Scientists follow nature to better imitate embryonic stem cells

Australian-based scientists have developed a new method for wiping the epigenetic memory of human cells when they undergo re-programming to become stem cells.

The breakthrough, published in Nature, overcomes a persistent problem with using re-programmed human cells, called induced pluripotent stem (iPS) cells.

Since the mid-2000s scientists have been able to create iPS cells – taking cells from one part of the human body, such as skin or blood cells – and re-programming them. 

The iPS cells provide an alternative to using embryonic stem cells. This is significant given the ethical and legal considerations associated with cells derived from a human day-6 embryo.

University of Monash Professor Jose Polo says iPS cells are very similar to embryonic stem cells, “they have the capacity to differentiate very easily into any cell of the body”.

For example, Polo says, the iPS cells can be used to make neurons to study neural degenerative diseases, or to make cardiac cells. They can also be used in personalised therapies.

However, co-author Professor Ryan Lister from the Harry Perkins Institute of Medical Research says, “a persistent problem with the conventional re-programming process is that iPS cells can retain an epigenetic memory of their original somatic state, as well as other epigenetic abnormalities.”

He says this problem can create functional differences between the iPS cells and the embryonic stem cells they’re supposed to imitate, which limits their potential uses for disease modelling, drug screening and cell based therapies. 

The new research solves this problem via a new method, called transient-naïve-treatment (TNT) re-programming. It’s a step which effectively wipes the epigenetic memory of the iPS during the re-programming process.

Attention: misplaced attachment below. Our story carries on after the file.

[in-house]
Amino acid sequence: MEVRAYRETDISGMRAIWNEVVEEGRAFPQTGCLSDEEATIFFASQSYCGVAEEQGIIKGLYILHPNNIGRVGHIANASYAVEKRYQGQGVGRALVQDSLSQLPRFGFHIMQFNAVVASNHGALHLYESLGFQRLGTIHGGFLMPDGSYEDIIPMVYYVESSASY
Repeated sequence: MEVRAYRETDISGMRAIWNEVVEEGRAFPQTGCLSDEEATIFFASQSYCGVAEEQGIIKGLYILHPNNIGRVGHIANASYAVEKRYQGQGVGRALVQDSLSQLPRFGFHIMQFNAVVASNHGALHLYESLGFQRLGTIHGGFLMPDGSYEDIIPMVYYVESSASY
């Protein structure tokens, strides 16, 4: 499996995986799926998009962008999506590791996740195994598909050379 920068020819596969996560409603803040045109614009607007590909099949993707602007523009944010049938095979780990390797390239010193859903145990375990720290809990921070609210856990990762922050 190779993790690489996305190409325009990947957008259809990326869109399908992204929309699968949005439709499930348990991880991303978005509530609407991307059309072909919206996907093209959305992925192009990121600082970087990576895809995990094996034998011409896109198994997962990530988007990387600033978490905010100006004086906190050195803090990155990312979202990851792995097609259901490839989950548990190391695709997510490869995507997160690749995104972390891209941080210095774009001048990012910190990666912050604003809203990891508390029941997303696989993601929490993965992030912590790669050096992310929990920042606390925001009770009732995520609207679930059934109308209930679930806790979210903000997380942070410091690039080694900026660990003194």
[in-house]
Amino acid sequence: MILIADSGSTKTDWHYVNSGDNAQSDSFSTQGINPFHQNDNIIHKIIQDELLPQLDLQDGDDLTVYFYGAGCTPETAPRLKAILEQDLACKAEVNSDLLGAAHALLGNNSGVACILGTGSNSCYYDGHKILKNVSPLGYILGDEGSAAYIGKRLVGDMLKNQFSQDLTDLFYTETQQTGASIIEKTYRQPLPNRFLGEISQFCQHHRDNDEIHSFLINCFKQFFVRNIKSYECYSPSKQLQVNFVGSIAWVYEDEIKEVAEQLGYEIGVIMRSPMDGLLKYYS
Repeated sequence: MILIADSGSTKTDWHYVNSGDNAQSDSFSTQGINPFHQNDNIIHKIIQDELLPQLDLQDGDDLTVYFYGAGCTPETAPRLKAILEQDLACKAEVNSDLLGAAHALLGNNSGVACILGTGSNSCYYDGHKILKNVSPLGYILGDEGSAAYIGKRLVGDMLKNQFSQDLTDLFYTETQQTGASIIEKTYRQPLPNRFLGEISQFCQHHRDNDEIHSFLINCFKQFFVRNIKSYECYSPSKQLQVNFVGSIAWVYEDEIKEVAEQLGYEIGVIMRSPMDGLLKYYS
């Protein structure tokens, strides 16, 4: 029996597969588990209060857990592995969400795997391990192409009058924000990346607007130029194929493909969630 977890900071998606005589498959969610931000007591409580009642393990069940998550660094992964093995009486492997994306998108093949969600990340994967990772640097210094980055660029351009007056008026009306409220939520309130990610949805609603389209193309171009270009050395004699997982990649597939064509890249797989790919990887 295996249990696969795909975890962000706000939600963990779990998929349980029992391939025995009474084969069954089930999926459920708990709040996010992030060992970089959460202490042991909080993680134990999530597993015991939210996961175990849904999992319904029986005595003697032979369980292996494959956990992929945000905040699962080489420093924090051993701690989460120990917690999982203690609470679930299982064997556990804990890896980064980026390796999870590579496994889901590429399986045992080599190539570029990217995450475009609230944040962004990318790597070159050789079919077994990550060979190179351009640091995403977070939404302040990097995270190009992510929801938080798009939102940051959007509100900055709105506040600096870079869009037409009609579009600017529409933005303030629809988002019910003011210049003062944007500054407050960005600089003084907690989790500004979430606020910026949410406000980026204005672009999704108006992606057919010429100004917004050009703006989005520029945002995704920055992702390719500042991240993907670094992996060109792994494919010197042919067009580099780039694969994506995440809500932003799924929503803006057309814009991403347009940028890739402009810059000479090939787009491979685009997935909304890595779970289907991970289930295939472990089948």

The result is iPS cells that more closely resemble embryonic stem cells.

The solution draws inspiration from what happens in nature. 

“What we’ve done in the end is mimicking to some degree what happens during early human embryonic development,” Lister says.

“So, in the human embryo, prior to implantation in the uterine wall, there’s a period where the parental genomes that came from the sperm and egg are reset in these early cells of the embryo. And many of these epigenetic marks are removed, and you get this wave of removal of the epigenetic marks, and then re-addition of them.”

Lister emphasises, “we’re using findings from fundamental science that have revealed natural processes of how the epigenome resets”.

Polo says in embryonic stem cells very early in development, before day 5, the cell undergoes a full ‘clean-up’ of the epigenome. 

He says “evolution realised at some point this was good, because otherwise you were carrying epigenetic aberrations of your parents.”

The benefits of the TNT re-programming, Lister says, are that the target cells created from iPS cells are a more accurate reflection of the real human equivalent cells in the body, and the step makes the re-programming process more efficient. 

Finally, TNT re-programming is very straightforward to implement for other researchers, he says. “We hope it’s taken up probably by the research and biotech and cell therapy communities to utilise.”

The published research demonstrates the TNT re-programming in skin cells. 

Next, the team plans to tailor and translate the protocol using blood cells. They also hope to better understand why the epigenetic memory is retained in iPS cells in the first place.

Lister says, “we predict that TNT reprogramming will establish a new benchmark for cell therapies and biomedical research, and substantially advance their progress.”

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